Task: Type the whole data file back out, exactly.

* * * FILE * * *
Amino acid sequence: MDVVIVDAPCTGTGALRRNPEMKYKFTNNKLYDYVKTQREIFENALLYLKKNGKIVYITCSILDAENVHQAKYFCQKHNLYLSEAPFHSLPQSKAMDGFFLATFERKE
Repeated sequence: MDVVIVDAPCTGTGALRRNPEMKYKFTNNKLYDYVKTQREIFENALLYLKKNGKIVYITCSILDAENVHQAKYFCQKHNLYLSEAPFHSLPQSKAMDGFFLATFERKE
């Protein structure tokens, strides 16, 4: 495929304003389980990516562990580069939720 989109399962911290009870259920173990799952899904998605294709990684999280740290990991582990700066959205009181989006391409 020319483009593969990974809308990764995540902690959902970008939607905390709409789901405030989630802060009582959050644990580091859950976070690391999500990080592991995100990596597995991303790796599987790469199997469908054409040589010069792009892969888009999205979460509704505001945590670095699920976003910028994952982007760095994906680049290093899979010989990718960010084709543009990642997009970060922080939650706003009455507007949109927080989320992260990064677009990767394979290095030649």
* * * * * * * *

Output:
Amino acid sequence: MDVVIVDAPCTGTGALRRNPEMKYKFTNNKLYDYVKTQREIFENALLYLKKNGKIVYITCSILDAENVHQAKYFCQKHNLYLSEAPFHSLPQSKAMDGFFLATFERKE
Repeated sequence: MDVVIVDAPCTGTGALRRNPEMKYKFTNNKLYDYVKTQREIFENALLYLKKNGKIVYITCSILDAENVHQAKYFCQKHNLYLSEAPFHSLPQSKAMDGFFLATFERKE
């Protein structure tokens, strides 16, 4: 495929304003389980990516562990580069939720 989109399962911290009870259920173990799952899904998605294709990684999280740290990991582990700066959205009181989006391409 020319483009593969990974809308990764995540902690959902970008939607905390709409789901405030989630802060009582959050644990580091859950976070690391999500990080592991995100990596597995991303790796599987790469199997469908054409040589010069792009892969888009999205979460509704505001945590670095699920976003910028994952982007760095994906680049290093899979010989990718960010084709543009990642997009970060922080939650706003009455507007949109927080989320992260990064677009990767394979290095030649």